Four huge airlines on three continents want to create a virtual super-airline. They plan to spend more than $1 billion to do it.
In a series of transactions announced Thursday, Delta Air Lines and Shanghai-based China Eastern are each buying 10% of Air France/KLM Group. And Air France/KLM will buy 31% of Richard Branson’s Virgin Atlantic Airways.
The roughly $1.2 billion worth of investments will deepen business ties between the carriers, giving them the ability to coordinate across the busy air corridor between Europe and the United States.
It’s not a merger and each airline will maintain its own distinct brand. But the agreements would allow tight coordination under the protection of anti-trust immunity as they fend off competition from other huge established airlines and fast-growing Middle Eastern and long-haul, low-cost airlines.
All the airlines, with the exception of Virgin, are partners under the SkyTeam alliance, but the joint ventures go significantly farther.
“The view is to work together like a kind of total company on the North Atlantic deciding together what is the network, what is the pricing, what is the yield management,” said Jean-Marc Janaillac, Chief Executive of Air France-KLM said in an interview with CNN.
The agreements will be signed by the end of 2017 and Virgin expects the regulatory, board shareholder approvals by the beginning of 2019. Deep coordination with China Eastern is restricted without a formal diplomatic Open Skies agreement between China, Europe and the U.S.
Delta spreads its financial wings
The move by Delta continues its pursuit of pieces of the world’s airlines. Delta bought 49% of Virgin in 2013 and it now owns 49% of AeroMexico, 9.5% of Brazil’s Gol. In 2015 it bought 3.5% of China Eastern. It also announced a joint venture with Korean Air Lines to coordinate across the Pacific.
Airlines have been moving away from traditional alliances that gave fliers the ability to book a single ticket across multiple airlines, earn frequent flier miles and gain access to shared lounges around the globe. Those arrangements keep the airlines legally prohibited from coordinating schedules and pricing.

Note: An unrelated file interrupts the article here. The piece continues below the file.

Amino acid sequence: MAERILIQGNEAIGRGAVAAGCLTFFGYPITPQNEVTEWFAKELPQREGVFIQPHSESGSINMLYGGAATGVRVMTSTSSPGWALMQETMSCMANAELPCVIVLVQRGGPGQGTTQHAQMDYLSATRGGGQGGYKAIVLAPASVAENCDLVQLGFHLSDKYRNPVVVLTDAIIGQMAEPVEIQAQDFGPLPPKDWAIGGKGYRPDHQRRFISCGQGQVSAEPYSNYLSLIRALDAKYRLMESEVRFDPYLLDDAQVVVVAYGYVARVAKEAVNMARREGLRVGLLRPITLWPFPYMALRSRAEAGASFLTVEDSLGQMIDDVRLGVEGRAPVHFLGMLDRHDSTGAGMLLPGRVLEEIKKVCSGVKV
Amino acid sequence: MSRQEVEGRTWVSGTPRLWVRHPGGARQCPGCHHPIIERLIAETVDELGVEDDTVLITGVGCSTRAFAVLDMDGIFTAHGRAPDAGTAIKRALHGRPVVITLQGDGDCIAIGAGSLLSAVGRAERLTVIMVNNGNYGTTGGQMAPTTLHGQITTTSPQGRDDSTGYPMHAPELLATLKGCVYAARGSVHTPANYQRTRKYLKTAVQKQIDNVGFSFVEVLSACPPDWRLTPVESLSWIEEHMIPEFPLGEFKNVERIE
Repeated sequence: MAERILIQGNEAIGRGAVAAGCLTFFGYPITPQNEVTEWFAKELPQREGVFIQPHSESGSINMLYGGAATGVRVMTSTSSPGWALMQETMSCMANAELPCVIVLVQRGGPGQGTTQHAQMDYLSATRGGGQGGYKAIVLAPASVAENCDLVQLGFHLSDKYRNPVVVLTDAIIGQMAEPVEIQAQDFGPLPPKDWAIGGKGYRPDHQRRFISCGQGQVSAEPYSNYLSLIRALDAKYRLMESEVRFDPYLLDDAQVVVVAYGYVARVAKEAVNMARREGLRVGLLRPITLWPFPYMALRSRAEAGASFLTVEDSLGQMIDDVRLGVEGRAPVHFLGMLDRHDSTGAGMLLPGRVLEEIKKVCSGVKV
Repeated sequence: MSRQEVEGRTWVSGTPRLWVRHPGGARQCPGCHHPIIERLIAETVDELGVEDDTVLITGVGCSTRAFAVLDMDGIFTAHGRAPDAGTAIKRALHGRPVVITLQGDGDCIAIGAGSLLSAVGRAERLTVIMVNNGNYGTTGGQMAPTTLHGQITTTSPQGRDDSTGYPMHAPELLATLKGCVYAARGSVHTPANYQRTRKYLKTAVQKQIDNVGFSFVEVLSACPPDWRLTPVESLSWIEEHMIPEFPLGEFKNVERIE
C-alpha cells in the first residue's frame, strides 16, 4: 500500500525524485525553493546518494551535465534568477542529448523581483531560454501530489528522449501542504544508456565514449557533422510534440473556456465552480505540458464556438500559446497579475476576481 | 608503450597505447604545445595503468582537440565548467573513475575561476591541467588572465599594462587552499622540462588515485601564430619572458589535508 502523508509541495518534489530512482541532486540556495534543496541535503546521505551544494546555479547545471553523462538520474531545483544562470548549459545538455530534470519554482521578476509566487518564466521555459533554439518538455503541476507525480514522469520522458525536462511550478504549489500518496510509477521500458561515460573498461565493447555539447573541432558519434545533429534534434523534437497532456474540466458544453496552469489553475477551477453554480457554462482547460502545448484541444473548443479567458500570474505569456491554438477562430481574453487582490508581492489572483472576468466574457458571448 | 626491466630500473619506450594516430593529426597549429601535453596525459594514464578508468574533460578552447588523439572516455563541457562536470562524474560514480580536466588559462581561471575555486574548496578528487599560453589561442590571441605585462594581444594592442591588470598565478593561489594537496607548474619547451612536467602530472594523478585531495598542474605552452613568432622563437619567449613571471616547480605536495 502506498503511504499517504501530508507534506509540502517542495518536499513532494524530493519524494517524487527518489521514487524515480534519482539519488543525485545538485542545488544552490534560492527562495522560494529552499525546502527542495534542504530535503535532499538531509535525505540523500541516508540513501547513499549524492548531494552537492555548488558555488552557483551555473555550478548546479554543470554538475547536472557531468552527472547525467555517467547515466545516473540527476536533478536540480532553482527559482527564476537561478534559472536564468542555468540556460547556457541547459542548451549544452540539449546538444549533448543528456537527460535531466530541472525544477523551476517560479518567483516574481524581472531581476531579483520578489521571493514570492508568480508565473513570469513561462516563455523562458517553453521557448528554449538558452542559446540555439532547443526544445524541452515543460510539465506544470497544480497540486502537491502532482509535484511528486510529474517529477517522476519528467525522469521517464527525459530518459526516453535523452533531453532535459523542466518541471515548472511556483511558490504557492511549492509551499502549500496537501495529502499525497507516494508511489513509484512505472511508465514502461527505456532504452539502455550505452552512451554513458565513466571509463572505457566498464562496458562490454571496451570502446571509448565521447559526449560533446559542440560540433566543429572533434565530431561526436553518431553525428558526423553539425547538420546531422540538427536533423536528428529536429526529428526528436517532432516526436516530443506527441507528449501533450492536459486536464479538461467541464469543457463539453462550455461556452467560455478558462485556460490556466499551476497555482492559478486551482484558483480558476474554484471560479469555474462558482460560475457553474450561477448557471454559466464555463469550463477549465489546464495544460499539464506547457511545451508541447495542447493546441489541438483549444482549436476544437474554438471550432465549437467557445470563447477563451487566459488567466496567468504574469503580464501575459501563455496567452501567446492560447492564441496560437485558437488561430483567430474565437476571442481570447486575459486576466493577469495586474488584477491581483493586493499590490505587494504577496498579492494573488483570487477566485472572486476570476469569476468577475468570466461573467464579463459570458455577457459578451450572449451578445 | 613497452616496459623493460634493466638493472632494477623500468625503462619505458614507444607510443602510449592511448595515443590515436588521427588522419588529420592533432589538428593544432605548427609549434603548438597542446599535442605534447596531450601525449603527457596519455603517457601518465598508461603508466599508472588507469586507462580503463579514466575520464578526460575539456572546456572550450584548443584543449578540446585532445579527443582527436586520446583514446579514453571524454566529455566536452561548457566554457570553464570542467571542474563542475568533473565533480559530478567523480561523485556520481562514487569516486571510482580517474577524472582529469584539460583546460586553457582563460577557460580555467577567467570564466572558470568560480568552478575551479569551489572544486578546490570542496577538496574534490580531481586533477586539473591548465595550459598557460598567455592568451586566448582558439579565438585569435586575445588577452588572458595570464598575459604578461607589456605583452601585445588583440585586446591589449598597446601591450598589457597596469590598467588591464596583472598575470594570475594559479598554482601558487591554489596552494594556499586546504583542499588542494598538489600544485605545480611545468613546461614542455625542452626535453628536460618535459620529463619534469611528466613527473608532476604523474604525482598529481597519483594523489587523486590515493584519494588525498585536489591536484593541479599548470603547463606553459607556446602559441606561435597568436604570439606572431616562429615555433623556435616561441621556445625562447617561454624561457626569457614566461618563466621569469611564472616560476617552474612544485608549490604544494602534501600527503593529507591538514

“When you have the equity stakes coupled with the [joint ventures], you go from being friends to being relatives. You’re not quite a sibling, but you’re a first cousin,” said Henry Harteveldt, founder of the Atmosphere Research Group.
If the new agreements are approved, Virgin could gain access to takeoff and landing slots at London’s Heathrow and Gatwick Airport that are used by Air France and KLM. Air France and KLM could flow their passengers more easily on to Virgin and passengers would be able access the others’ lounges and earn and redeem miles on the airlines’ various flights.
“We’re trying to remove the seams between our organizations,” said Virgin Atlantic chief commercial officer Shai Weiss.
But equity alliances don’t always work out. Etihad Airways, the fast-growing Abu Dhabi-based airline, unveiled a $1.87 billion loss last over the past year, as its investments in struggling airlines like Alitalia and Air Berlin.
The joint venture with Delta and Air France/KLM also includes Alitalia, which is currently taking bids in bankruptcy.
With the partial sale, Branson’s Virgin Group now shrinks its stake to 20%. The acquisition maintains a majority of Virgin held by European hands, but puts 80% of the ownership of the airline outside of the U.K.
Ongoing negotiations regarding the U.K.’s exit from the European Union may throw a wrench in the plans. Brexit could potentially disrupt traffic rights around the continent that currently allow European airlines a single unrestricted sky.
“They’re investing at a very fine airline at a very uncertain time,” said Harteveldt.
But Air France is proceeding with today’s rules in mind, not what might be decided.
“We know there is a risk, we don’t know what’s going to be decided,” said Janaillac.